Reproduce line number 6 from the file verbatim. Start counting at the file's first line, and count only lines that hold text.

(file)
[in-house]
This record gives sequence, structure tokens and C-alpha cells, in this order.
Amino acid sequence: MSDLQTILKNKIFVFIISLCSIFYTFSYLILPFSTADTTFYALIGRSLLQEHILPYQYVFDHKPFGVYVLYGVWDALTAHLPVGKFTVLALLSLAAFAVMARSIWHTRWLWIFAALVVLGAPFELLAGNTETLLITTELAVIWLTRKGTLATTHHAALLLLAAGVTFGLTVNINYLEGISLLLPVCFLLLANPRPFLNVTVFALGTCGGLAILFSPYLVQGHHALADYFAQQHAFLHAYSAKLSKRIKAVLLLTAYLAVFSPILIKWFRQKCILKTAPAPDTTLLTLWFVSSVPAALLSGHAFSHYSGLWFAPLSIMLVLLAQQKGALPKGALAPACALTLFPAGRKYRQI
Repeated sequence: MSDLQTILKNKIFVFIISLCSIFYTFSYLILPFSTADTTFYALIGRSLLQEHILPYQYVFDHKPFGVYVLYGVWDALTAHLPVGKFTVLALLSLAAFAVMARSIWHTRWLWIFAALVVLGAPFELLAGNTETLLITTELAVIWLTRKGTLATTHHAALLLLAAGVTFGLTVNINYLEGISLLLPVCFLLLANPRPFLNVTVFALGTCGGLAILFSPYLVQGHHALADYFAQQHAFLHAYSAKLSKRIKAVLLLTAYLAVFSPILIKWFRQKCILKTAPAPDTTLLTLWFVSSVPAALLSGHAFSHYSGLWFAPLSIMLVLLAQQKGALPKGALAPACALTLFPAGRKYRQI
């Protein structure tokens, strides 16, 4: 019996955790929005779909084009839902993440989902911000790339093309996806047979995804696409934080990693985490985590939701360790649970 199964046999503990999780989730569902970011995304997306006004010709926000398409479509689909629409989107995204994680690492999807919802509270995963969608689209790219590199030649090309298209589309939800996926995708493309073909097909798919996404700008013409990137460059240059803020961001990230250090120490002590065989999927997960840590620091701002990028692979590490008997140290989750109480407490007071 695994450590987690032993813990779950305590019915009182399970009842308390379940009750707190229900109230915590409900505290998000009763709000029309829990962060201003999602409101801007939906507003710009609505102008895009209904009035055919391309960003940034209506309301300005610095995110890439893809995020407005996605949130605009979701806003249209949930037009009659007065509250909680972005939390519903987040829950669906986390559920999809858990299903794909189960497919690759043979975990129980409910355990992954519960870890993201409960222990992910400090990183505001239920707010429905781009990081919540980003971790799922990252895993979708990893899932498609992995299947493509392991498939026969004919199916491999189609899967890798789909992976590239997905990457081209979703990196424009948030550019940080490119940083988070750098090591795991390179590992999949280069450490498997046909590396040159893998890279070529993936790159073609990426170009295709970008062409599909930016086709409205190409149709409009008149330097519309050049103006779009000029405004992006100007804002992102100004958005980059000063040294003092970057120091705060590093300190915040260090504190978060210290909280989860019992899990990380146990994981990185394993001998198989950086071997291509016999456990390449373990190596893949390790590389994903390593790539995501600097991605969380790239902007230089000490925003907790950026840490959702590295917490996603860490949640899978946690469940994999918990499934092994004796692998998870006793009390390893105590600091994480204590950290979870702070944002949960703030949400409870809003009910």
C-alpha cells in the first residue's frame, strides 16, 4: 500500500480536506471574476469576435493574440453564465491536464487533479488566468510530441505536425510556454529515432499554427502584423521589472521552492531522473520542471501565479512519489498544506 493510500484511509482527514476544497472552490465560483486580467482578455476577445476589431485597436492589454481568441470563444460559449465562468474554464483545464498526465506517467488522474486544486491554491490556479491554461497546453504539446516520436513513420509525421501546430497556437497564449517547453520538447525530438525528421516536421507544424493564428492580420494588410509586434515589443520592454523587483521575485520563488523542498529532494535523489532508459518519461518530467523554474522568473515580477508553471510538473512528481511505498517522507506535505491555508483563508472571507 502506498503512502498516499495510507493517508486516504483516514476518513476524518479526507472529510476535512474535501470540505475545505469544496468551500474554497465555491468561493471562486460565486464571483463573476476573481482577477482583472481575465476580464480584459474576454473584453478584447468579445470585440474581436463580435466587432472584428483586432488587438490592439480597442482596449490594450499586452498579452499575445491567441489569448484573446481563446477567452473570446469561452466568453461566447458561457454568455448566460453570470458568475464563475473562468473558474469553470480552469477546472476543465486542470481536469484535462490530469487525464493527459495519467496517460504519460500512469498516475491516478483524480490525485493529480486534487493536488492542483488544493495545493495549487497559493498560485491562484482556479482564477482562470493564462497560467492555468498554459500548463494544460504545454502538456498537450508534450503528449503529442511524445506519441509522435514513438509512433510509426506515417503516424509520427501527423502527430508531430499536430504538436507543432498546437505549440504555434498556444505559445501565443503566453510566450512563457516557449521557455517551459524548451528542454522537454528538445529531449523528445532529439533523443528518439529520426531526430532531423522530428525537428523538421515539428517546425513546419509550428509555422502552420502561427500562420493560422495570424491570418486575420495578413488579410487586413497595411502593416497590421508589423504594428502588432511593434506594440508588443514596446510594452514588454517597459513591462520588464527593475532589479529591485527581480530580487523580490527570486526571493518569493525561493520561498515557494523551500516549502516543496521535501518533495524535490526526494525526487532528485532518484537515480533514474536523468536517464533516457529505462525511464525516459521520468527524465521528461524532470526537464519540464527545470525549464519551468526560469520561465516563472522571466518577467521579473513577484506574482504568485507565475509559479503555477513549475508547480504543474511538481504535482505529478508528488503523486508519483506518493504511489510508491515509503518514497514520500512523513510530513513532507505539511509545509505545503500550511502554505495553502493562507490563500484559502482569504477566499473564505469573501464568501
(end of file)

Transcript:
C-alpha cells in the first residue's frame, strides 16, 4: 500500500480536506471574476469576435493574440453564465491536464487533479488566468510530441505536425510556454529515432499554427502584423521589472521552492531522473520542471501565479512519489498544506 493510500484511509482527514476544497472552490465560483486580467482578455476577445476589431485597436492589454481568441470563444460559449465562468474554464483545464498526465506517467488522474486544486491554491490556479491554461497546453504539446516520436513513420509525421501546430497556437497564449517547453520538447525530438525528421516536421507544424493564428492580420494588410509586434515589443520592454523587483521575485520563488523542498529532494535523489532508459518519461518530467523554474522568473515580477508553471510538473512528481511505498517522507506535505491555508483563508472571507 502506498503512502498516499495510507493517508486516504483516514476518513476524518479526507472529510476535512474535501470540505475545505469544496468551500474554497465555491468561493471562486460565486464571483463573476476573481482577477482583472481575465476580464480584459474576454473584453478584447468579445470585440474581436463580435466587432472584428483586432488587438490592439480597442482596449490594450499586452498579452499575445491567441489569448484573446481563446477567452473570446469561452466568453461566447458561457454568455448566460453570470458568475464563475473562468473558474469553470480552469477546472476543465486542470481536469484535462490530469487525464493527459495519467496517460504519460500512469498516475491516478483524480490525485493529480486534487493536488492542483488544493495545493495549487497559493498560485491562484482556479482564477482562470493564462497560467492555468498554459500548463494544460504545454502538456498537450508534450503528449503529442511524445506519441509522435514513438509512433510509426506515417503516424509520427501527423502527430508531430499536430504538436507543432498546437505549440504555434498556444505559445501565443503566453510566450512563457516557449521557455517551459524548451528542454522537454528538445529531449523528445532529439533523443528518439529520426531526430532531423522530428525537428523538421515539428517546425513546419509550428509555422502552420502561427500562420493560422495570424491570418486575420495578413488579410487586413497595411502593416497590421508589423504594428502588432511593434506594440508588443514596446510594452514588454517597459513591462520588464527593475532589479529591485527581480530580487523580490527570486526571493518569493525561493520561498515557494523551500516549502516543496521535501518533495524535490526526494525526487532528485532518484537515480533514474536523468536517464533516457529505462525511464525516459521520468527524465521528461524532470526537464519540464527545470525549464519551468526560469520561465516563472522571466518577467521579473513577484506574482504568485507565475509559479503555477513549475508547480504543474511538481504535482505529478508528488503523486508519483506518493504511489510508491515509503518514497514520500512523513510530513513532507505539511509545509505545503500550511502554505495553502493562507490563500484559502482569504477566499473564505469573501464568501